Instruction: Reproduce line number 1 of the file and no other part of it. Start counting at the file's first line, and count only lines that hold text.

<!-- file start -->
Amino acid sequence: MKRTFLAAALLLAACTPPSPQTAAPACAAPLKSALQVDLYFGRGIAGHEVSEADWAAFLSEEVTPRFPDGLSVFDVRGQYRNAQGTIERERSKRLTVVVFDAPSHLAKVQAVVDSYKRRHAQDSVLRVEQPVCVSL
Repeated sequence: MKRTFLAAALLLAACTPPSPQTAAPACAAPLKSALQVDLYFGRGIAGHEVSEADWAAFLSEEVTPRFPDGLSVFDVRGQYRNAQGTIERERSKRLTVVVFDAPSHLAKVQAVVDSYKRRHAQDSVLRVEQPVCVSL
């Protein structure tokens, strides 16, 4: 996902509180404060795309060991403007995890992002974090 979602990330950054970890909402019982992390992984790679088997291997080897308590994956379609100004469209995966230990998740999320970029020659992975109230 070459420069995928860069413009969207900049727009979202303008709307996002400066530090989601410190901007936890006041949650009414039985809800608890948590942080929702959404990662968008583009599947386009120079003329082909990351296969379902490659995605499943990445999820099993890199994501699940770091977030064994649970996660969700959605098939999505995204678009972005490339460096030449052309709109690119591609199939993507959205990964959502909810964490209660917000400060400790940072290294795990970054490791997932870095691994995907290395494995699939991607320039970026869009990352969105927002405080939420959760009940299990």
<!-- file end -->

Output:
Amino acid sequence: MKRTFLAAALLLAACTPPSPQTAAPACAAPLKSALQVDLYFGRGIAGHEVSEADWAAFLSEEVTPRFPDGLSVFDVRGQYRNAQGTIERERSKRLTVVVFDAPSHLAKVQAVVDSYKRRHAQDSVLRVEQPVCVSL